Tuesday, May 30, 2017

Lunching on fresh seafood at Kampung Pulau Betong, Penang

A fisherman bringing home his catch

Sorted catch for sale and catch being sorted

From boat to stall to table in a matter of minutes!

A couple of weeks ago, I returned to Penang to meet up with my German friend -- with whom I was going to head over to Indonesia as well as spend some time in home state.  On her first full day in Penang, we joined my mother and a group of friends in heading over to Kampung Pulau Betong for a seafood lunch at an eating spot which I had expected to be Malay -- because the friend of my mother who had proposed going there is of that ethnicity -- but turned out to be operated by ethnic Chinese.

In addition to the Jin Siang Cafe's ownership's ethnicity being a surprise, I must admit to being unprepared for the food turning out to be so tasty; with the fish curry being my favorite of the many dishes we ordered along with that of a large (unpictured) plate of flower crab.  It's not that the decor of the eatery is on the "no frills" side.  Rather, it's also that I've seen noticeably better -- and fresher -- looking fish and other sea creatures on sale at Hong Kong wet markets such as those over in Shau Kei Wan and Causeway Bay's Bowrington Road.

In addition, it's true enough that both my German friend and I were somewhat put off by how muddy brown the water of the river by Jin Siang Cafe was.  Indeed, it was only after my mother hastened to assure us that the catch we'd be consuming had been caught in fishing grounds out in the Malacca Straits rather than the river flowing through Kampung Pulau Betong that we consented to join her and her friends in what proved to be quite the culinary feast!

Over lunch, I got to reflecting how it was that those of our party who've spent the bulk -- if not all -- of their lives in Penang were perfectly comfortable dining at the Jin Siang Cafe whereas those of us used to less basic and, well, more hygienic conditions might have opted against doing so if we hadn't been with the company that we were.  Still, the fact of the matter is that none of us had upset stomachs post-lunch as well as did find what was served up (including fish cooked a number of ways along with dishes of prawns, crabs and the kind of shellfish I know only by the Malaysian name of lala) to be pretty delicious!  

For those who're wondering: whenever I've dined with friends who are Muslim, seafood has been a good dining option at eateries that are not operated by Muslims.  Indeed, whenever a Singaporean Muslim friend of mine and I meet up in Hong Kong (where the meat of choice of the majority of the population is pork), we almost always head over to a Japanese restaurant for sushi

So, in retrospect, I shouldn't have been so surprised that my mother's Malay friend would lead us to eat at an ethnic Chinese seafood restaurant at Kampung Pulau Betong.  If truth be told, I was disappointed at first when I found out that was the case as I had been looking forward to dining on some yummy ikan bakar for lunch that day... ;S


peppylady (Dora) said...

Wow...That's a lot of seafood. I sure would enjoying eating there.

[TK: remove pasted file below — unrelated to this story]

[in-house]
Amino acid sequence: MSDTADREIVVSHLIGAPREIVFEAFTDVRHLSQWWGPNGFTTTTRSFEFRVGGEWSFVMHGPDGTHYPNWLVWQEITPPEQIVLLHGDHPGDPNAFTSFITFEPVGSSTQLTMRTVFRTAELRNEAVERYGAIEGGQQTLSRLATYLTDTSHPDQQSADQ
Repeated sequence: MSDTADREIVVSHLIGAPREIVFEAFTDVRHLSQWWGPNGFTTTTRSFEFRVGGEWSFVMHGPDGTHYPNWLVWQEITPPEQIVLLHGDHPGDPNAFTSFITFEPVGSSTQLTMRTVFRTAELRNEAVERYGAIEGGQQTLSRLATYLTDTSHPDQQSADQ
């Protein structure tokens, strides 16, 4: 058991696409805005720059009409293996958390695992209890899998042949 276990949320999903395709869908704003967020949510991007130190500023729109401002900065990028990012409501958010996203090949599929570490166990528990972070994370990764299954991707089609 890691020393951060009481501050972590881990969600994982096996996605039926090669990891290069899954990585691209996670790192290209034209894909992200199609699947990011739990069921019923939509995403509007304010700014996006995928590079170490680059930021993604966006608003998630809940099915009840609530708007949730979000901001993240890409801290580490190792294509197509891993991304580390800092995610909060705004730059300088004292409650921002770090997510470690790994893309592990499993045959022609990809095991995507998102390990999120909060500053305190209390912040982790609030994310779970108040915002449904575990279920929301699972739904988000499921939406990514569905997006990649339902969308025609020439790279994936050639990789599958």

Coffee is on

Carver said...

You mentioning the muddy water reminds me of a sign at the lake near me saying that you shouldn't eat fish caught in the lake more than once a week and it goes into detail. That was enough for me not to want to ever eat fish from the lake.

eliza bennet said...

I love seafood and these look delicious.

And as a person who actually ate street food in India (both North and Mumbai) I have no problems with anything (unless obviously unhygenic such as dirty vendors or flies swarming around).

YTSL said...

Hi peppylady --

That's indeed a lot of seafood. When the dishes first arrived at our table, I wondered if it all would be too much. But in all honesty, we ended up polishing off pretty much all of it -- and the dish of vegetables and bowls of rice that also were served too! :b

Hi Carver --

Actually, a couple of the people at our table decided they'd be okay with eating the fish but not such as the clams. Still, the truth of the matter is that none of us appeared to be the worse for wear later the day, the next day, etc.! ;)

Hi "eliza bennet" --

Woah re your having eaten street food in India! I must admit to not having done so in Vietnam or Indonesia even while being perfectly comfortable doing so in Malaysia and -- yes, really -- Tanzania. ;)

Paul said...

Fish curry and some steam fish! And the dish of familiar looking fish closest to the camera ... is that same as Aji?

YTSL said...

Hi Paul --

I think the fried fish is ikan kembung, which has variously been translated into English as Indian mackerel or chub mackerel. When fried, you can eat pretty much all of it, even its not too hard bones. :)

Paul said...

Following my curiosity I looked up Indian mackerel on Japanese Wikipedia, which surprisingly mentions ikan kembung and something called keropok lekor! Apparently it can be served as Sashimi too, if you're as brave as the Okinawans!

YTSL said...

Hi Paul --

For what it's worth, I love fish keropok of all kinds. So I think I'll stick to having my ikan kembung fried or deep fried rather than as sashimi, thanks very much! ;b